Dynamic array formulas were released in 2020 to Microsoft 365 users of Excel only. They are incredible and have changed the way that many formulas are written.

Using arrays in Excel formulas is not new. They have always been possible, but apart from a few exceptions, you would need to press Ctrl + Shift+ Enter to run them. This gave them the name CSE formulas. They could also be slow and awkward to use, and certainly not dynamic.

This article will explain what you need to know about these dynamic array formulas and how to use them effectively.

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## Writing a Dynamic Array Formula

Let’s look at a simple example of how to write a dynamic array formula.

We have a list of due dates and want to use the IF function to display “yes” if the date is due, and “no” if it is not.

You could write the formula like this;

=IF(B2<TODAY(),"Yes","No")

But this does not take full advantage of the dynamic array engine.

If you write the formula like this;

=IF(B2:B15<TODAY(),"Yes","No")

It will automatically spill down the other cells in column C to row 15 because that is where the array B2:B15 ends.

## Spill Range and Spill Error

The formula was entered into cell C2 and it spilled down to cell C15.

If you need to edit that formula, you can only do so in cell C2. The other cells do not contain the formula.

From cell C3, in the Formula bar, the formula is visible, but is greyed out and cannot be touched.

From cell C2, the formula remains active and available for editing.

So, the formula can only be changed from the origin cell.

You may have also noticed that the spill range has a blue border to visually show the array perimeter. This is only shown if you click a cell within the spill range.

If anything was to interfere with the spill range, the #SPILL! error is shown.

This is fantastic as it makes it easy to notice if any cell in the spill range is affected. It is also easily fixed by removing the interference.

## How to Reference the Spill Range

Something else that makes these dynamic array formulas so amazing is that you can reference the spill range.

This means that your formulas are referencing a dynamic range and makes it much easier to create dynamic reports and models in Excel.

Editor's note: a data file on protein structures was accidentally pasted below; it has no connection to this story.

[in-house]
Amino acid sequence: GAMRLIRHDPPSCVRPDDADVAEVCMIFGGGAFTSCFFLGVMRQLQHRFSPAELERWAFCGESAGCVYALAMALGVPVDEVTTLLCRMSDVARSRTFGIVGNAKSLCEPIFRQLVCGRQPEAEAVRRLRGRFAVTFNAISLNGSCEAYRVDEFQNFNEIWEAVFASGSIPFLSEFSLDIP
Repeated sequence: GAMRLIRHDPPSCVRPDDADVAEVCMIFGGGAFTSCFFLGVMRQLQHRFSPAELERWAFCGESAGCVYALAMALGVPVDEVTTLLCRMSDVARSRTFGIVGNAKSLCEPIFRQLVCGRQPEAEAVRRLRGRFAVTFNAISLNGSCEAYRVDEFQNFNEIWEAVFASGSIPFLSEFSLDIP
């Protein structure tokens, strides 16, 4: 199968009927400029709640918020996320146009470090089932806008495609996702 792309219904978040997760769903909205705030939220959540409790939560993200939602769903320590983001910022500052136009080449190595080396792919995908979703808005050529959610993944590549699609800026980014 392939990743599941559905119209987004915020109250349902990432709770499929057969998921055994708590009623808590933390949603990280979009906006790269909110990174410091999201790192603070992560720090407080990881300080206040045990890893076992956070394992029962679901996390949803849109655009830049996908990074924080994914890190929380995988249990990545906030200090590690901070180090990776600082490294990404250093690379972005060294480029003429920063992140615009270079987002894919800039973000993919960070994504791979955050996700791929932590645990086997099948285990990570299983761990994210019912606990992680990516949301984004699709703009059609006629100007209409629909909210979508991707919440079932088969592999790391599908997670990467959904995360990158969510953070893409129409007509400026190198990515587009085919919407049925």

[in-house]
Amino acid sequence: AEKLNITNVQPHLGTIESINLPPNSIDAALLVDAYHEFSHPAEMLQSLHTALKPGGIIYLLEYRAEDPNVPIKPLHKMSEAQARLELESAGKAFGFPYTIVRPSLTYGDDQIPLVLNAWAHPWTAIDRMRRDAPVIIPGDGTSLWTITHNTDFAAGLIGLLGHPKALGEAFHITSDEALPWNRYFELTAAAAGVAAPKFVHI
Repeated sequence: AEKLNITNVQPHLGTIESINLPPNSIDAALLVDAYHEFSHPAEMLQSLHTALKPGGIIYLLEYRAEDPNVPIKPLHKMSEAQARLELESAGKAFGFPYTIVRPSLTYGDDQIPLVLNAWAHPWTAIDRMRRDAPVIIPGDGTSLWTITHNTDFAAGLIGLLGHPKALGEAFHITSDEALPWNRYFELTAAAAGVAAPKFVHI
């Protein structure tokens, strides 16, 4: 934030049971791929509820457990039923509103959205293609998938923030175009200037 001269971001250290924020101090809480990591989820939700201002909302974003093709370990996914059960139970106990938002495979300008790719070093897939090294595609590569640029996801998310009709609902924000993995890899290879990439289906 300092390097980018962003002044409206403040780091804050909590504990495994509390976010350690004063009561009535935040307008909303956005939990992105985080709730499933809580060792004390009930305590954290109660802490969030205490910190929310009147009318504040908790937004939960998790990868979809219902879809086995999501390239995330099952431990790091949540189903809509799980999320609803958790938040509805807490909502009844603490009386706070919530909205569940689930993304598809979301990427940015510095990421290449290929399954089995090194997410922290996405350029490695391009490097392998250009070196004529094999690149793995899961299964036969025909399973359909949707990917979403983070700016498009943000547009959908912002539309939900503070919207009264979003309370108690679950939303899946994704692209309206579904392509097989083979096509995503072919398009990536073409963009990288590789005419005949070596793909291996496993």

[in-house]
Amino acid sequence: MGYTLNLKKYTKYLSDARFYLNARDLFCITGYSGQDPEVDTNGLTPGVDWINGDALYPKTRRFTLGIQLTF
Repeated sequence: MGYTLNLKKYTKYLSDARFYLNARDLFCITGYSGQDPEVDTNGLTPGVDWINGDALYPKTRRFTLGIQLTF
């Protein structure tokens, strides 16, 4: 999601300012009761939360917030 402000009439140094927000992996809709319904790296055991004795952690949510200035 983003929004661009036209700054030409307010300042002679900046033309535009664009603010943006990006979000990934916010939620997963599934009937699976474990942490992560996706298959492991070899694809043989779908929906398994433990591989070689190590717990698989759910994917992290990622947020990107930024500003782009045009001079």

For this example, let’s use a COUNTIFS function in cell E2 to count the number of deliveries that are due.

When referencing a spill range, the hash (#) sign is used after the origin cell address. So for the range argument of COUNTIFS, C2# is entered.

=COUNTIFS(C2#,"Yes")

Often, if you select the range, this is written in for you.

## Dynamic Array Formulas and Table Data

The dynamic array examples so far have been used on cell ranges, but these formulas are more reliable when working with data stored in tables.

Tables automatically expand when new rows or columns are added to them so if our formulas use table data, they too will dynamically expand.

This dynamic behaviour is the real game changer behind these formulas.

The data we have been using in the examples so far is now in a table named *datesdue*.

The following formula would work just like the previous examples.

=IF(datesdue[Due Date]<TODAY(),"yes","No")

But now we have a true dynamic array because if another delivery was added to row 16, the IF function automatically spills to the added row.

## Dynamic Arrays Cannot Be Used in Tables

Unfortunately dynamic array formulas cannot be used within tables.

Tables are for storing raw data whilst dynamic arrays are used for creating dynamic outputs from that data.

If you use a dynamic array within a table the #SPILL! error is produced.

With column C included within the table, we are informed that you cannot spill within a table.

## New Dynamic Array Functions

A bunch of new functions have appeared in Excel to take advantage of this dynamic array behaviour.

These include SORT, SORTBY, SEQUENCE, FILTER, UNIQUE and RANDARRAY.

Let’s see an example of the FILTER function in action.

Keeping with the same data, it is now stored in a table named *deliveries*.

We will use the FILTER function to filter the list and return the deliveries that are due.

The following formula will do this;

=FILTER(deliveries,deliveries[Due Date]<TODAY(),"")

This formula returned an array two columns wide to match the *deliveries *table which was provided as the array to filter.

You will still need to format cells just like with any formula, so in this example the date cells were formatted in advance.

It is typical to format a larger range than expected as the formulas are dynamic. And if they expand you want to new cells to be readily formatted.

### Learn More About the FILTER Function

## Dynamic Array Formulas with Other Excel features

Unfortunately, dynamic array formulas cannot be used directly inside Excel features such as Data Validation and Conditional Formatting.

However, you can refer to a spill array from these features. So the dynamic arrays become a stage for the other features to work from.

For example, we want to create a Data Validation list from the unique values from this table of *countries*.

To get a unique list we can use another of the new dynamic array functions named UNIQUE.

The following formula can be used in cell C2.

=UNIQUE(countries[Countries])

As it uses data in a table, if more countries were added, the formula would dynamically expand and accept them. Equally, if countries were removed, the dynamic array would shrink.

We could take things a step further and add the SORT function to sort the countries in A to Z order.

And then create the Data Validation list from the prepared spill range.

Don’t forget to use the spill reference #.

And the Data Validation list is set up.

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